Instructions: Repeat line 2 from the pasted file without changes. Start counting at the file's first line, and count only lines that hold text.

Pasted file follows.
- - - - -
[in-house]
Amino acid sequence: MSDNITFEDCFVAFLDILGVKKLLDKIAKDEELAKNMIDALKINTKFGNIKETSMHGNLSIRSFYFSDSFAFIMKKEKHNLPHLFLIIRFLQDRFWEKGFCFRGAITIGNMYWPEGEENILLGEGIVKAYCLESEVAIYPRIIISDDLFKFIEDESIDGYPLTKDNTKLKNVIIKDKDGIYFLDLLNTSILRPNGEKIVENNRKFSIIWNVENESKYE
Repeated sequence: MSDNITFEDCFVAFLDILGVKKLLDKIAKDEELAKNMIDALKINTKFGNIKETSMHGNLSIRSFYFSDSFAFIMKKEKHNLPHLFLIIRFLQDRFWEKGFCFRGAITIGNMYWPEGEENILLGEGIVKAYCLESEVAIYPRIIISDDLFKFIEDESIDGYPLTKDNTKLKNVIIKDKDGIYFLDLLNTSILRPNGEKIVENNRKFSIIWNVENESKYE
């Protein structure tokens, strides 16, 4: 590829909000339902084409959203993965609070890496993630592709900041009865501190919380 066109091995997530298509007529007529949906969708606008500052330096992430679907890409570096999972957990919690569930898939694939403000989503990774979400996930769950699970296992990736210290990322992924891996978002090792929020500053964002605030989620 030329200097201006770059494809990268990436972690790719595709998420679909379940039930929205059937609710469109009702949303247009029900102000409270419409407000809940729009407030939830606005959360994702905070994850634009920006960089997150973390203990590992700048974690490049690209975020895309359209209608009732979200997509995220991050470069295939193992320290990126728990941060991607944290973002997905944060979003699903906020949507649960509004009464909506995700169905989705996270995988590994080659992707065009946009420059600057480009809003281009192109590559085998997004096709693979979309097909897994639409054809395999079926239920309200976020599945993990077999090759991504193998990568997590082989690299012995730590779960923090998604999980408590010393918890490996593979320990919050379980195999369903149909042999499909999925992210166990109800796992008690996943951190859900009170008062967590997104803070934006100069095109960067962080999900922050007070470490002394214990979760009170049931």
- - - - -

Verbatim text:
Amino acid sequence: MSDNITFEDCFVAFLDILGVKKLLDKIAKDEELAKNMIDALKINTKFGNIKETSMHGNLSIRSFYFSDSFAFIMKKEKHNLPHLFLIIRFLQDRFWEKGFCFRGAITIGNMYWPEGEENILLGEGIVKAYCLESEVAIYPRIIISDDLFKFIEDESIDGYPLTKDNTKLKNVIIKDKDGIYFLDLLNTSILRPNGEKIVENNRKFSIIWNVENESKYE